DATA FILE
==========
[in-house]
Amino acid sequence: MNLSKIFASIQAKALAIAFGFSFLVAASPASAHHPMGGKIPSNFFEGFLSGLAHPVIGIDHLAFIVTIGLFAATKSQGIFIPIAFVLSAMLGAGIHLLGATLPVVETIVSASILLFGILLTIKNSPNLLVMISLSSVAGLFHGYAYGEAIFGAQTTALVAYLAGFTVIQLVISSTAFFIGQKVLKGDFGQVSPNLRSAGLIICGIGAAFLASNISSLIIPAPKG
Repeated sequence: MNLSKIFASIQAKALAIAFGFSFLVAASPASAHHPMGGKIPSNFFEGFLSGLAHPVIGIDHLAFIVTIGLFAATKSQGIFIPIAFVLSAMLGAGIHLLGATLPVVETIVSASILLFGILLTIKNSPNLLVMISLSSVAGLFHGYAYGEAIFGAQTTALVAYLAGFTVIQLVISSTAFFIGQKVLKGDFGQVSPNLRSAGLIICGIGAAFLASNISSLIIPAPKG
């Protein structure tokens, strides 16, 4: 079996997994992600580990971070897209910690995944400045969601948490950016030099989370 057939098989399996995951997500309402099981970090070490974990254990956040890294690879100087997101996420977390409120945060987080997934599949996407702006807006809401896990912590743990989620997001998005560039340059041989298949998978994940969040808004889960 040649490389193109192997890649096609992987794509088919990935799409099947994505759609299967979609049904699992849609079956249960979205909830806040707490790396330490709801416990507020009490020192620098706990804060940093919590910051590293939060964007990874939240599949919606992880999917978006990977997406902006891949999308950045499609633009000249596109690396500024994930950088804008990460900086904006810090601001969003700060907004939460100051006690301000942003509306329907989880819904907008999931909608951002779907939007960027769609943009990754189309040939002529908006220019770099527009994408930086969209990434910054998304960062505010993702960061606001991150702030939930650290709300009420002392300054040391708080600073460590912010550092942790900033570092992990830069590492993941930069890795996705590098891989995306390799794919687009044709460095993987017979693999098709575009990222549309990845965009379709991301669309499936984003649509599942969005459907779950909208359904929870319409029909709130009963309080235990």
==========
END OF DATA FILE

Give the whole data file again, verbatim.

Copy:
[in-house]
Amino acid sequence: MNLSKIFASIQAKALAIAFGFSFLVAASPASAHHPMGGKIPSNFFEGFLSGLAHPVIGIDHLAFIVTIGLFAATKSQGIFIPIAFVLSAMLGAGIHLLGATLPVVETIVSASILLFGILLTIKNSPNLLVMISLSSVAGLFHGYAYGEAIFGAQTTALVAYLAGFTVIQLVISSTAFFIGQKVLKGDFGQVSPNLRSAGLIICGIGAAFLASNISSLIIPAPKG
Repeated sequence: MNLSKIFASIQAKALAIAFGFSFLVAASPASAHHPMGGKIPSNFFEGFLSGLAHPVIGIDHLAFIVTIGLFAATKSQGIFIPIAFVLSAMLGAGIHLLGATLPVVETIVSASILLFGILLTIKNSPNLLVMISLSSVAGLFHGYAYGEAIFGAQTTALVAYLAGFTVIQLVISSTAFFIGQKVLKGDFGQVSPNLRSAGLIICGIGAAFLASNISSLIIPAPKG
């Protein structure tokens, strides 16, 4: 079996997994992600580990971070897209910690995944400045969601948490950016030099989370 057939098989399996995951997500309402099981970090070490974990254990956040890294690879100087997101996420977390409120945060987080997934599949996407702006807006809401896990912590743990989620997001998005560039340059041989298949998978994940969040808004889960 040649490389193109192997890649096609992987794509088919990935799409099947994505759609299967979609049904699992849609079956249960979205909830806040707490790396330490709801416990507020009490020192620098706990804060940093919590910051590293939060964007990874939240599949919606992880999917978006990977997406902006891949999308950045499609633009000249596109690396500024994930950088804008990460900086904006810090601001969003700060907004939460100051006690301000942003509306329907989880819904907008999931909608951002779907939007960027769609943009990754189309040939002529908006220019770099527009994408930086969209990434910054998304960062505010993702960061606001991150702030939930650290709300009420002392300054040391708080600073460590912010550092942790900033570092992990830069590492993941930069890795996705590098891989995306390799794919687009044709460095993987017979693999098709575009990222549309990845965009379709991301669309499936984003649509599942969005459907779950909208359904929870319409029909709130009963309080235990």